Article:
If you met me four years ago, I would’ve told you about all the pizza places I’ve worked at-I’m up to 4 now. Making a giant batch of dough used to be a daily routine to me. You’d think by now I’d be sick of pizza-Ken would tell you otherwise. I could probably eat pizza for dinner every day for the rest of my life and be happy. As long as I had sushi for lunch. 🙂
There’s a million recipes for pizza dough online, so why would you care about this one? It’s not even a no-knead, 30 minutes and it’s ready dough. You actually have to give it time to proof and wait for the yeast to bubble. So I don’t know why you’d ever pick this specific dough recipe to pin, but I’ve been making it every Friday for years. It’s a pretty solid recipe, especially if you like thick crust.
I usually start making my dough a few hours before I make the pizza to give it plenty of time to rise, but you could probably start this an hour before and be fine. I used to make mine by hand; now I use a dough hook on my food processor. It’s much faster, but making it by hand is still the most basic and effective method.
- 1 cup warm water
- 1 tablespoon sugar
- 1 tablespoon active dry yeast
- 1 tsp salt
- 1 1/4 cup whole wheat flour
- 1 1/2 cup all purpose flour
- 2 tablespoons extra virgin olive oil, or other neutral oil
- Add water, sugar, and yeast into a food processor fitting with a dough hook. Let sit for 10 minutes for yeast to activate.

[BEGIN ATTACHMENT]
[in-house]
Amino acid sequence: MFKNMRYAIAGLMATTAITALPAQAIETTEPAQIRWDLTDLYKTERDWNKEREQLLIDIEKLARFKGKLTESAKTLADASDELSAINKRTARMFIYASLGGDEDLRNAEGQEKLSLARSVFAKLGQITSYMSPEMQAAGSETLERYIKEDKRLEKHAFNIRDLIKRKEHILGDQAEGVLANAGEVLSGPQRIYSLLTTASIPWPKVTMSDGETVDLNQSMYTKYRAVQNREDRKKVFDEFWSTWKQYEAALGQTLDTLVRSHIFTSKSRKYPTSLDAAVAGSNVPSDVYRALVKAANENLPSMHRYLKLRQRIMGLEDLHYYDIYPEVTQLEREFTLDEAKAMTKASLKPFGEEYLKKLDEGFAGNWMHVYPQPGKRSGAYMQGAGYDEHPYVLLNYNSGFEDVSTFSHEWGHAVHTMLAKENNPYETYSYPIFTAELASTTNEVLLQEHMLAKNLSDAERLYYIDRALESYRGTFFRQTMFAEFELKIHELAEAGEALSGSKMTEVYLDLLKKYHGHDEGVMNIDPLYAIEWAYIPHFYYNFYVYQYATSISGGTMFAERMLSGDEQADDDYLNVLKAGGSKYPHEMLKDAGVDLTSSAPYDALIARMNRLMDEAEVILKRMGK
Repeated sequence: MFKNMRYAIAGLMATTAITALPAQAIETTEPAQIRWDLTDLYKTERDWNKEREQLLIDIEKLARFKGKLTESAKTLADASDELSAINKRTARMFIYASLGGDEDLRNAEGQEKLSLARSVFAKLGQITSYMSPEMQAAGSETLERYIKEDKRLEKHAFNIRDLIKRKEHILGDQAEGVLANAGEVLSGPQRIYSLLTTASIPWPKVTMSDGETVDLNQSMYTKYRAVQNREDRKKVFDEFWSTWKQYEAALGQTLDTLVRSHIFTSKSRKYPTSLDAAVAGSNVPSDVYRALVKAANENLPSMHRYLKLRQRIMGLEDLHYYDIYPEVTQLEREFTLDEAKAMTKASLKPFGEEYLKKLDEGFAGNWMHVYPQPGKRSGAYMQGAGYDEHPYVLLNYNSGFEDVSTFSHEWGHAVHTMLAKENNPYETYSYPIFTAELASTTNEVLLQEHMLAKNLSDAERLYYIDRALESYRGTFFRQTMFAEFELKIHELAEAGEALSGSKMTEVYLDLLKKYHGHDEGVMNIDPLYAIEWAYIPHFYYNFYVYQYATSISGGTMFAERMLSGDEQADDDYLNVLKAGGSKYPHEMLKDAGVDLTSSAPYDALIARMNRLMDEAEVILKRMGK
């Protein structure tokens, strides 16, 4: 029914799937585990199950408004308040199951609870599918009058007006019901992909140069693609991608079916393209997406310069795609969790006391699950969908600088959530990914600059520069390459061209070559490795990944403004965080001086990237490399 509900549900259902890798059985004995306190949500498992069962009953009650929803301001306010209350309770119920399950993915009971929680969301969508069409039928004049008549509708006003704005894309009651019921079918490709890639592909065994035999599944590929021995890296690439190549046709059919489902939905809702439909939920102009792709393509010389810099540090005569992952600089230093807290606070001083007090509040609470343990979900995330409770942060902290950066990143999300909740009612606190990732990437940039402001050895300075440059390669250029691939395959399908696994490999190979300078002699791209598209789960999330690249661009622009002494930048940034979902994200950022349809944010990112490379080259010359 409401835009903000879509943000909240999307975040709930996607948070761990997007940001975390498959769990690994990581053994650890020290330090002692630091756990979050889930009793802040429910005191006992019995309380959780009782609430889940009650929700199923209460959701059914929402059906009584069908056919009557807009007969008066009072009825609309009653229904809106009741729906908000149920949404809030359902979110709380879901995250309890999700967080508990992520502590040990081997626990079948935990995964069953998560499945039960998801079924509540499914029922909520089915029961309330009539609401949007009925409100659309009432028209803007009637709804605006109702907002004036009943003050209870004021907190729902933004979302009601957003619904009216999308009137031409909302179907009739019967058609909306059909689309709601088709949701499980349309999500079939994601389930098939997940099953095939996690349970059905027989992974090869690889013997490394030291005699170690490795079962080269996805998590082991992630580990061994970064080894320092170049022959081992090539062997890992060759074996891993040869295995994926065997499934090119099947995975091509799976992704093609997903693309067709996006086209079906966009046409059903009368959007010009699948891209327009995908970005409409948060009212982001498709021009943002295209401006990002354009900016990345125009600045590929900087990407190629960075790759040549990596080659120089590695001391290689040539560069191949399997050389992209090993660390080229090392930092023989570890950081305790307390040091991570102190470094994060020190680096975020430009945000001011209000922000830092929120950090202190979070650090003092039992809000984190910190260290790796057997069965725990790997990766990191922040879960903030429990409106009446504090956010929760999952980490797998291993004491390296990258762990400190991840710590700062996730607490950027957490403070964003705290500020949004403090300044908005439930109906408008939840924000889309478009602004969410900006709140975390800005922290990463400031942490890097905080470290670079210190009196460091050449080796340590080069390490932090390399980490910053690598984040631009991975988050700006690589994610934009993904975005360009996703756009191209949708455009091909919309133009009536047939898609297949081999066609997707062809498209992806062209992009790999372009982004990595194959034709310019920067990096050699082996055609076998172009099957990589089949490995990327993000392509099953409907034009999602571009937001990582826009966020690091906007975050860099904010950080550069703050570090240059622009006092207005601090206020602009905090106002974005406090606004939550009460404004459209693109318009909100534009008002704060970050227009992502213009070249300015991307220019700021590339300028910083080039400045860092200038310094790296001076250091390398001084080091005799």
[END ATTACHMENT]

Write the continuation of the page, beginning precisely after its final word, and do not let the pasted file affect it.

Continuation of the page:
- Add flour, salt, and oil. Knead in food processor for 3-5 minutes, or knead for about 5-8 minutes on a floured surface, adding more flour as you go. If you don’t know how to knead dough, look it up on youtube. It’s pretty simple. If your palms start to stick, flour them.
- Right now the dough is in a baby stage, but you want to knead it to form the gluten that makes for a chewy crust. Once it starts rebelling and pulling against you (the teenage phase) you know it’s ready. Form into a ball (I gather the loose ends and pinch at the bottom) coat in olive oil, and send your teenage dough off to college. Leave in a bowl and cover with a damp towel for about 30-60 minutes.
- When your dough comes back from college and looks like it’s gained it’s freshman 50 (as in, it’s doubled in size) it’s time to roll out into a crust. Or, alternatively, you can knead it again and let it rise again. If you get tired of letting it rise, you can toss it in the fridge. The refrigeration slows the growth of the yeast, so remember to pull it out about an hour before you cook it.
- Preheat your oven to 475°F. When you feel like your dough is ready, grease and flour a pan. Or a pizza stone. Or instead of flour, use semolina or cornmeal. Any of the above will result in a delicious pizza. Roll out using a rolling pin or stretch and toss for a more “hand tossed” look. Sometimes I just grab the edges of the dough and let gravity do the work.
- When it’s stretched to your liking, coat with a thin layer of olive oil. Sometimes I add fresh minced garlic here or extra herbs. Use your hands! Top with your favorite sauce. I go between marinara, barbeque, and a caramelized onion sauce. Add toppings-vegan cheese, basil, fresh garlic, onions, mushrooms, pineapple, seitan, anything you desire. Bake about 12-15 minutes, checking for browning around the edges. I like my pizza little under cooked, so I pull mine out around 12 minutes.